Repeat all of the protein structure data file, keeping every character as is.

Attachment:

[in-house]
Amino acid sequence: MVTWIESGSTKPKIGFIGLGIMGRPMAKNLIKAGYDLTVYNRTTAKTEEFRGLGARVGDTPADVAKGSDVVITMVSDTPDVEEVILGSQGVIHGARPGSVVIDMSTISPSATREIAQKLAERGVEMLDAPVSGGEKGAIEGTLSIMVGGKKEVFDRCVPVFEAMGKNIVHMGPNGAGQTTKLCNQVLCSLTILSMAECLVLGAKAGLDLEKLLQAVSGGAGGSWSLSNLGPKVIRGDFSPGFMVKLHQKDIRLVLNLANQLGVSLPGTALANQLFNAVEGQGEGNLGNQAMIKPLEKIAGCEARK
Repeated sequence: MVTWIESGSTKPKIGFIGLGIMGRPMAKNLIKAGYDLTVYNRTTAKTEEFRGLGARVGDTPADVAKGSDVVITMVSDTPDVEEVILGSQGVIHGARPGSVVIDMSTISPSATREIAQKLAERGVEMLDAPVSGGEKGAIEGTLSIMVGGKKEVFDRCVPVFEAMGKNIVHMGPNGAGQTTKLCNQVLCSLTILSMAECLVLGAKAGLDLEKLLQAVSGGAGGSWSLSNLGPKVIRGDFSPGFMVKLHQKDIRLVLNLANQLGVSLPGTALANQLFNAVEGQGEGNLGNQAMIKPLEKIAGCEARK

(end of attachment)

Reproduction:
[in-house]
Amino acid sequence: MVTWIESGSTKPKIGFIGLGIMGRPMAKNLIKAGYDLTVYNRTTAKTEEFRGLGARVGDTPADVAKGSDVVITMVSDTPDVEEVILGSQGVIHGARPGSVVIDMSTISPSATREIAQKLAERGVEMLDAPVSGGEKGAIEGTLSIMVGGKKEVFDRCVPVFEAMGKNIVHMGPNGAGQTTKLCNQVLCSLTILSMAECLVLGAKAGLDLEKLLQAVSGGAGGSWSLSNLGPKVIRGDFSPGFMVKLHQKDIRLVLNLANQLGVSLPGTALANQLFNAVEGQGEGNLGNQAMIKPLEKIAGCEARK
Repeated sequence: MVTWIESGSTKPKIGFIGLGIMGRPMAKNLIKAGYDLTVYNRTTAKTEEFRGLGARVGDTPADVAKGSDVVITMVSDTPDVEEVILGSQGVIHGARPGSVVIDMSTISPSATREIAQKLAERGVEMLDAPVSGGEKGAIEGTLSIMVGGKKEVFDRCVPVFEAMGKNIVHMGPNGAGQTTKLCNQVLCSLTILSMAECLVLGAKAGLDLEKLLQAVSGGAGGSWSLSNLGPKVIRGDFSPGFMVKLHQKDIRLVLNLANQLGVSLPGTALANQLFNAVEGQGEGNLGNQAMIKPLEKIAGCEARK